n 1906, Dr. Alois Alzheimer worked with a patient named August D., a woman with extreme memory loss and paranoia. After she died, Alzheimer looked at her brain in autopsy. He found it had shrunk, and that there were unusual buildups in and around her nerve cells.
The main component of those buildups wasn’t identified until 1984 — it’s a protein called beta amyloid. Clumps of it in the brain are now considered hallmarks of Alzheimer’s disease.
Alzheimer’s disease currently poses a huge threat to our health and our economy — more than 5 million Americans are estimated to currently have the disease. But it has been as good at evading treatment as just about any disease out there.
The last Alzheimer’s drug approved was in December 2014, and it was a combination of two existing drugs. Before that, a new medicine for Alzheimer’s hadn’t entered the market since 2003. Of the six drugs ever approved to treat Alzheimer’s, none slow its progression.
But that hasn’t stopped drug makers from trying. For the better part of three decades, scientists’ efforts have been focused on beta amyloid — those buildups Dr. Alzheimer saw in his patient’s brain.
The theory that beta amyloid is a key part of what causes Alzheimer’s is known as “the amyloid hypothesis.” It says that targeting amyloid should improve the memory loss and other cognitive changes seen in Alzheimer’s.
Drug developers have tried to do this in a lot of different ways — some by removing it from the brain or bloodstream, others by preventing the plaque’s formation, and still others by training the body’s own immune system against it.
The industry as a whole has so far struck out. Out of 244 drugs tested between 2002 and 2012, only one successfully got to market.
But biotech company Biogen has confidence — or at least high hopes — in the prospects of one of its newest drugs, called aducanumab. It’s moved the medicine directly to Phase 3 trials and invested more than $2 billion in the program.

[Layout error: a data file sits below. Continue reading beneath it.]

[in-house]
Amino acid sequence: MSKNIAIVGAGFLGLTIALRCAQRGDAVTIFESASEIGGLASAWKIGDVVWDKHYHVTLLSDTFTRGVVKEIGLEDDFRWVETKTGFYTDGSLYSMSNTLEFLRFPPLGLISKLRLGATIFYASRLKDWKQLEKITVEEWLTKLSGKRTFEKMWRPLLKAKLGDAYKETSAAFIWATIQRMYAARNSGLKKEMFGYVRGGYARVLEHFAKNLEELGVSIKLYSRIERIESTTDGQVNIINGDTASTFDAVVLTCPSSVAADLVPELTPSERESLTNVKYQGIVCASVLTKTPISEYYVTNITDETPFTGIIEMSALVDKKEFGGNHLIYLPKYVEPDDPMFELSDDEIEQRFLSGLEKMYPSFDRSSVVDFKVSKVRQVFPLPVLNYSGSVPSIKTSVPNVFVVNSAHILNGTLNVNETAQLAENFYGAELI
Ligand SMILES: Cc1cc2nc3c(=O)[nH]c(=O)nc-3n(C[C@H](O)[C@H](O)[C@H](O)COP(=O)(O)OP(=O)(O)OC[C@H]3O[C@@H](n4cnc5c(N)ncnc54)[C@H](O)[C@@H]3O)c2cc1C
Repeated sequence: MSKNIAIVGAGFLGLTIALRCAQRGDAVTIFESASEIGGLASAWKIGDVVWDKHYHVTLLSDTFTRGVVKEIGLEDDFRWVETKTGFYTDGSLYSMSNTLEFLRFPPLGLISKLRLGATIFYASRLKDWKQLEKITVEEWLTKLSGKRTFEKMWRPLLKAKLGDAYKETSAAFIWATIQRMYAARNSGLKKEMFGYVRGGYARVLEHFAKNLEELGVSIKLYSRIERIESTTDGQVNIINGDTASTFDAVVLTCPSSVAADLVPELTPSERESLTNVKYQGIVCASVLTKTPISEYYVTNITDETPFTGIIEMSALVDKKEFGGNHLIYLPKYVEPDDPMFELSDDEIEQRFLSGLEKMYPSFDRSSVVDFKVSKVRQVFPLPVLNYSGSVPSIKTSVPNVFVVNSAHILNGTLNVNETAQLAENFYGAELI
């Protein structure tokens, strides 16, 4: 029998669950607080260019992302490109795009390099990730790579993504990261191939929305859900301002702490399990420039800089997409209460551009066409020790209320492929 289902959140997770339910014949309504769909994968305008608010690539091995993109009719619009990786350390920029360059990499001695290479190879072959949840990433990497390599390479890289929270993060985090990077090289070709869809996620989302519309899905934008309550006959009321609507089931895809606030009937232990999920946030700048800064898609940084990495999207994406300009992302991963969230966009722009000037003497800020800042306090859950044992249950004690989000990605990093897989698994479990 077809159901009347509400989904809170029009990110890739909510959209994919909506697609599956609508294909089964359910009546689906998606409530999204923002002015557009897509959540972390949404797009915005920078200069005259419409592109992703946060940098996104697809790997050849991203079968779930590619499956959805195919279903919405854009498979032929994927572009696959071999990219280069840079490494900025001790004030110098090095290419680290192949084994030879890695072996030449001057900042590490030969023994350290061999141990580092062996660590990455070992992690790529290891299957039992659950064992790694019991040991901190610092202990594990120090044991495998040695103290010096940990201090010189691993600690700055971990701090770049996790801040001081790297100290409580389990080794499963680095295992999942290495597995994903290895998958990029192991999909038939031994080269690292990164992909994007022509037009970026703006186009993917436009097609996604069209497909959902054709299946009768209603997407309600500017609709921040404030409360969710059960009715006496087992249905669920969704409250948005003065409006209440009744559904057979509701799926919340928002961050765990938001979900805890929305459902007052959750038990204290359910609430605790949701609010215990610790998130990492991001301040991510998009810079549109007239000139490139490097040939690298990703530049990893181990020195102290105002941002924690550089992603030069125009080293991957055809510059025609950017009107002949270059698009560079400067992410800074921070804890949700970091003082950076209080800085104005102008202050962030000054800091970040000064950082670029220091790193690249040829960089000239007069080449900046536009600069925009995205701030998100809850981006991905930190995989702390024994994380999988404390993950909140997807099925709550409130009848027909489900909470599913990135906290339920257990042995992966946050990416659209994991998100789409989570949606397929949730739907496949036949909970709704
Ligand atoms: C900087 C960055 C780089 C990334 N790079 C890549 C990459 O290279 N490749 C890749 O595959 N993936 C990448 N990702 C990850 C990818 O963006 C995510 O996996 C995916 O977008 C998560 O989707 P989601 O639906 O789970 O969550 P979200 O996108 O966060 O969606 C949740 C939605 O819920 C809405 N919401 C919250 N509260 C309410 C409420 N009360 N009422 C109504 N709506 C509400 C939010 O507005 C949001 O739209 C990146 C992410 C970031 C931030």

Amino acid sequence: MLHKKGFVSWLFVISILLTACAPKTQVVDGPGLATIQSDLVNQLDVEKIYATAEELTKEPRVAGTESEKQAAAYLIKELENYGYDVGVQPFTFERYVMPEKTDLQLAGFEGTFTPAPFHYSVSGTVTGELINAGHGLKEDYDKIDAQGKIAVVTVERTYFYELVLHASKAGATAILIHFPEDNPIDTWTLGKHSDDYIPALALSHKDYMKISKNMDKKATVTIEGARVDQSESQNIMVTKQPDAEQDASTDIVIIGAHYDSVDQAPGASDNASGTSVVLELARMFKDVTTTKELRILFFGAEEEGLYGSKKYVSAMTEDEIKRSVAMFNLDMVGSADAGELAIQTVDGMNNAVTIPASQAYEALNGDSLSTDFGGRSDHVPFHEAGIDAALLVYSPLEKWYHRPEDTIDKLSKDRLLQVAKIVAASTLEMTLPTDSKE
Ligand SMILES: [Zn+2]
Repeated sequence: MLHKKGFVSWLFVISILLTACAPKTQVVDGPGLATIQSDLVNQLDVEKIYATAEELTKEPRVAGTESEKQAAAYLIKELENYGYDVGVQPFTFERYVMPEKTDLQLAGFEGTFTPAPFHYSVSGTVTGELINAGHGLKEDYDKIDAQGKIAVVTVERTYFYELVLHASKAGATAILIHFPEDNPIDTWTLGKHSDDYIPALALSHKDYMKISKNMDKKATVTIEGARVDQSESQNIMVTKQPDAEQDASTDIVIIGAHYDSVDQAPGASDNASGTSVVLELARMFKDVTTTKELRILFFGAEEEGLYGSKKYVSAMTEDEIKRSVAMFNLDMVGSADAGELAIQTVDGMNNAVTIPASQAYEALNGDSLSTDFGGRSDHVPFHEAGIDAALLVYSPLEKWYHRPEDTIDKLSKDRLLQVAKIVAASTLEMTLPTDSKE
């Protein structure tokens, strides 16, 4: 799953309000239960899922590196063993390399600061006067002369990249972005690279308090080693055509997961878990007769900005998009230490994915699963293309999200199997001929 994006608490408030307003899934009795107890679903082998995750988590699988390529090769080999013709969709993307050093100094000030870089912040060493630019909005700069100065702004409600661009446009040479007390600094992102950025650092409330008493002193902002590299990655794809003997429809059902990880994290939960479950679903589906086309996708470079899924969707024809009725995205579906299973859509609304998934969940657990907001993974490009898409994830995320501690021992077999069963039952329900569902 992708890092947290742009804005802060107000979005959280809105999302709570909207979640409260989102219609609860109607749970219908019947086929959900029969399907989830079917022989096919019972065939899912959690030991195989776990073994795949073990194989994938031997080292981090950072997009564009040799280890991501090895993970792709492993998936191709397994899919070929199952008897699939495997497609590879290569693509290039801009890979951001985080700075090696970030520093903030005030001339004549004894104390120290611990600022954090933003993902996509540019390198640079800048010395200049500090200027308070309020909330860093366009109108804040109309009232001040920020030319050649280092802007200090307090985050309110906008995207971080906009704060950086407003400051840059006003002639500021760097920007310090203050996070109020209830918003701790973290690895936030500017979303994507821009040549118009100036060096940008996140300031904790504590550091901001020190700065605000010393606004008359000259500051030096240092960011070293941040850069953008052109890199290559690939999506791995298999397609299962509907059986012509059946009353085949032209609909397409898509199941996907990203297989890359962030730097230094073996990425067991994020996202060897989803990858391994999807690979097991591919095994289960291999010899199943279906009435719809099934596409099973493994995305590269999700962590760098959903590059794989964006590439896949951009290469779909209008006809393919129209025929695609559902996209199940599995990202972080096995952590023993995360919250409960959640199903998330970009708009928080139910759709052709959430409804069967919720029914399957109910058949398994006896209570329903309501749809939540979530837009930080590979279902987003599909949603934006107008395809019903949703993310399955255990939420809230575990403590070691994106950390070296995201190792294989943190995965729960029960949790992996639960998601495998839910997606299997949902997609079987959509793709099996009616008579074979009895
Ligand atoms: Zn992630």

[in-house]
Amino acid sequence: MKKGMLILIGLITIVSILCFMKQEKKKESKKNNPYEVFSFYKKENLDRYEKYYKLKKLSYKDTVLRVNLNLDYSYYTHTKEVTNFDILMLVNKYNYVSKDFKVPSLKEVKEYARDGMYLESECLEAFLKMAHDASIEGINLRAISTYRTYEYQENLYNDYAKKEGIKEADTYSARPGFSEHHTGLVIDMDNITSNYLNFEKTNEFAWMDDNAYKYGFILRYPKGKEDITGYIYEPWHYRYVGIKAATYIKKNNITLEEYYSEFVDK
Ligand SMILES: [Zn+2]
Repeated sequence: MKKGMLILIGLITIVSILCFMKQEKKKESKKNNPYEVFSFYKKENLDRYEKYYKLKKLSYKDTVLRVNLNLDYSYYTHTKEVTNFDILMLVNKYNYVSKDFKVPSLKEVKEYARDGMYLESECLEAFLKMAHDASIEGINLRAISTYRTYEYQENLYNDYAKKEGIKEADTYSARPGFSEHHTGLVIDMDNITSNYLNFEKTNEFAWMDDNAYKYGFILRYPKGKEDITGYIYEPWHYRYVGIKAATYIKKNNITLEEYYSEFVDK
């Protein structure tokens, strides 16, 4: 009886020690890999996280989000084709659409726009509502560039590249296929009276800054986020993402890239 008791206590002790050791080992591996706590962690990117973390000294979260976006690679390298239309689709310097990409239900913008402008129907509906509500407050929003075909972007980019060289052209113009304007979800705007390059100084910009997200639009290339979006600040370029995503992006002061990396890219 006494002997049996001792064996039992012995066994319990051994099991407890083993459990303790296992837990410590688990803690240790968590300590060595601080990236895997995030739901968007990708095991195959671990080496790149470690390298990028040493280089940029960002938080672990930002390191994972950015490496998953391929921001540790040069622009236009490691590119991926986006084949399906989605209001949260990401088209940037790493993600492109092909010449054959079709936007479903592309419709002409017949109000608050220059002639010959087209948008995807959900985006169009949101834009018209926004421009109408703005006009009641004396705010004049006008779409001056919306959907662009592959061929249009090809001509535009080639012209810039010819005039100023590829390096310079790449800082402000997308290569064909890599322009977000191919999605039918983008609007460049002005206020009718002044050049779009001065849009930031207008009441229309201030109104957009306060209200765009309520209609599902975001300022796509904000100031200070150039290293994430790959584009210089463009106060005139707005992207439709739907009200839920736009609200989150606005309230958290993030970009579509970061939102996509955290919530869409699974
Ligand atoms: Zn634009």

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However, not everyone in the field agrees that beta amyloid is even the right place to focus.
“Amyloid’s in the brain, we know that — but what role it has in the etiology of Alzheimer’s is unproven,” says Jeff Jonas, CEO of Sage Therapeutics, a biotech company in Boston. He’s in a camp along with many others in the field who think beta amyloid may be a dead end.
“The long string of clinical failures for this approach does not augur well for this approach to be a breakthrough therapeutic intervention for Alzheimer’s disease.”
More recently however, scientists have discovered a possible genetic link to Alzheimer’s through a mutation in something called the amyloid precursor protein — a gene that appears to be linked to a person’s risk for getting Alzheimer’s disease. The finding boosted the efforts of companies like Eli Lilly, which will publish results of its Phase 3 study later this year.
But will it be enough to quiet skeptics of the amyloid hypothesis?
The Signal podcast is produced by Katie Hiler.
Correction: An earlier version of this story misidentified a company engaged in a Phase 3 study of an Alzheimer’s drug. The company is Eli Lilly.